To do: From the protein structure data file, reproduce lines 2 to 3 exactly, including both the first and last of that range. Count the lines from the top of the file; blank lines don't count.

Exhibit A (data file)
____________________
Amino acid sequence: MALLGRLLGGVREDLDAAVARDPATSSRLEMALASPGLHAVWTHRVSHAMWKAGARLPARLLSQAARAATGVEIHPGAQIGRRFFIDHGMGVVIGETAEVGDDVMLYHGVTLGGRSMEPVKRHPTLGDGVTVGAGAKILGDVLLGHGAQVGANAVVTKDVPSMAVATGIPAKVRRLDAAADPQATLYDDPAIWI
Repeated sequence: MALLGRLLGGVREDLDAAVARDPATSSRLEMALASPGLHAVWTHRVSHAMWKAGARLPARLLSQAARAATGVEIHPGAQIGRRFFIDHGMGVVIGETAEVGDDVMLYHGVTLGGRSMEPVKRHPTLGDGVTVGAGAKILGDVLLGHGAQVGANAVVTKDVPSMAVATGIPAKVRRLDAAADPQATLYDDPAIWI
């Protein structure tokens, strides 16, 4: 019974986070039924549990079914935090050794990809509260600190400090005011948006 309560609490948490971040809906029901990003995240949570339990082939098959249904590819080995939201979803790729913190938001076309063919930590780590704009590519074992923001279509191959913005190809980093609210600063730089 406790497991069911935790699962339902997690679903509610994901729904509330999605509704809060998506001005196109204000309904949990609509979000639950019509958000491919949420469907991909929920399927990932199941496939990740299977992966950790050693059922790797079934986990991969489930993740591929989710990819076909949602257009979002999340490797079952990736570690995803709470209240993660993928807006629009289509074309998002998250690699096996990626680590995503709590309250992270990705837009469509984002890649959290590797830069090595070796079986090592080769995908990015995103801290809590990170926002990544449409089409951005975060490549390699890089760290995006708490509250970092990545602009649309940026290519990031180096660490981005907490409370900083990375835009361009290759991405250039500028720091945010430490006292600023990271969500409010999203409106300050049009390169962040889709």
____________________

Repeated sequence: MALLGRLLGGVREDLDAAVARDPATSSRLEMALASPGLHAVWTHRVSHAMWKAGARLPARLLSQAARAATGVEIHPGAQIGRRFFIDHGMGVVIGETAEVGDDVMLYHGVTLGGRSMEPVKRHPTLGDGVTVGAGAKILGDVLLGHGAQVGANAVVTKDVPSMAVATGIPAKVRRLDAAADPQATLYDDPAIWI
């Protein structure tokens, strides 16, 4: 019974986070039924549990079914935090050794990809509260600190400090005011948006 309560609490948490971040809906029901990003995240949570339990082939098959249904590819080995939201979803790729913190938001076309063919930590780590704009590519074992923001279509191959913005190809980093609210600063730089 406790497991069911935790699962339902997690679903509610994901729904509330999605509704809060998506001005196109204000309904949990609509979000639950019509958000491919949420469907991909929920399927990932199941496939990740299977992966950790050693059922790797079934986990991969489930993740591929989710990819076909949602257009979002999340490797079952990736570690995803709470209240993660993928807006629009289509074309998002998250690699096996990626680590995503709590309250992270990705837009469509984002890649959290590797830069090595070796079986090592080769995908990015995103801290809590990170926002990544449409089409951005975060490549390699890089760290995006708490509250970092990545602009649309940026290519990031180096660490981005907490409370900083990375835009361009290759991405250039500028720091945010430490006292600023990271969500409010999203409106300050049009390169962040889709």